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13 members have voted
Two slot techs and 30 minutes later they got the machine back up and running, but it was a complete machine reset, no credits. So my friend asks "What happened to my $20?" to which the slot tech responded "Oh sorry honey, it's gone."
I would think that a machine that completely reset would have to be put out of service and reported to the gaming control board for, at the very least, accounting purposes. For older IGTs, a complete reset would also reset denomination and payback percentage to the machine's default settings.
It seems against procedure of a legit casino (and slot techs) to just get it fired up and carry on like nothing happened.
702 486 2000
702 486 2020
This is the best way to train ignorant employees.
I waited 30 mins on a slot tech to come fix it. I was miserable and pissed. Not only because of the wait, but because I was only on SPIN 3 of a bonus.
Slot tech fixed it, and luckily my bonus resumed right where it left off. The very next draw I hit 7/7! Worth the wait!!!!!
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I am surprised there aren't rules that the machine has to restore the original status (or give enough info to a slot tech).Quote: mwalz9
...[in the middle of a feature]...machine locked up..Slot tech fixed it, and luckily my bonus resumed right where it left off....
(i) I've also had exactly the same, I think a power glitch; the machine just went back to where it was, the exact spin in the series, and carried on. I also had an issue once that the machine ran me a feature where all wins were a multiple of 5p but it somehow gave me 78p. That, and other quirks I've seen, is how I learnt the slot tech can see all the wins within a feature (I think it also keeps the reel position numbers).
(ii) In the UK there are strict regulations that any machine has to store the status (and hence outcome of spins) to a disk, so if there's a power failure or problem the machine can get back to the original position and/or the slot tech can see the recent history of plays, balances and money in/out. It also keeps history, so things like long term House Edge or Total Money In and Out can be checked.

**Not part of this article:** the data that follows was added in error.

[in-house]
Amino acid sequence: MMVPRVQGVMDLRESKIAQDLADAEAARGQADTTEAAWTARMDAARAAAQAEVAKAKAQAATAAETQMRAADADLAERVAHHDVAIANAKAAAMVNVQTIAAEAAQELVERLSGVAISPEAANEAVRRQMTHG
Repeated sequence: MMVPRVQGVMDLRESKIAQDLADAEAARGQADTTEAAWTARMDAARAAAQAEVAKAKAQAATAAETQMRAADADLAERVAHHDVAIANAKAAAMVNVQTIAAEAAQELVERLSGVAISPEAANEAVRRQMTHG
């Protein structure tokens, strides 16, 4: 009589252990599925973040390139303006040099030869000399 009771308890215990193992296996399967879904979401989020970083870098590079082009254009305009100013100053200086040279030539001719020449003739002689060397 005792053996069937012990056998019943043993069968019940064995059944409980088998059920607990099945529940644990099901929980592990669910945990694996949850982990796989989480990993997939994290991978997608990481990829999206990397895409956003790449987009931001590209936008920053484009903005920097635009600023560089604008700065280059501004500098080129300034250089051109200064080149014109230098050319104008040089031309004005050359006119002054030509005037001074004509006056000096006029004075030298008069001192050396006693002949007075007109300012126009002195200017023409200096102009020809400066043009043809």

(iii) When a machine did underpay me, although it was a documentation error and only a small difference, my local casino were very nice and gave me an ex gratia payment. I have no idea whether the company that leases the machines did change it as Covid came along.
The old Sands casino in AC, around 1999, maybe 2000. I'm upstairs playing a wheel of fortune game that the bonus round awards a spin on a prize wheel. You can win 15-1000 credits on each spin and from experience, most spins win 40-125. So I hit the bonus and the wheel comes up but doesn't spin. I call an attendant over and he fusses with it but nothing happens. He calls a tech but it is a good twenty minutes before he comes. I'm fairly pissed about the delay but the tech seems like a nice guy and he calms me down a bit with his banter. He says it is going to take a few minutes to reset so I can go use the restroom and he'll watch the machine. I come back and the machine is all ready to go. He tells me he is sorry for the long delay but I should be happy now and leaves. I hit the button, the wheel spins and lands on 1,0000. This was my go-to machine in AC until the Sinatra machines came out and I never hit 1,000 before, or after. I'm sure it was all a coincidence.
I don't think casinos want Customers TO KNOW THAT THEY HAVE BEEN cheated.Quote: jjjoooggg
I donít think casinos want Customers to be cheated.....
Case in Point:
A few years ago, a local casino was giving away cars as a big promo. Straight-forward enough, earn 25 TC's and get one entry. So sure, what the heck, I'll play.
EXCEPT, buried in the fine-print of the Official Rules ( which just getting a copy of was an ordeal ) was a note that said something like "Additional promotional entries may be provided to select customers".
So I reached out and asked how many.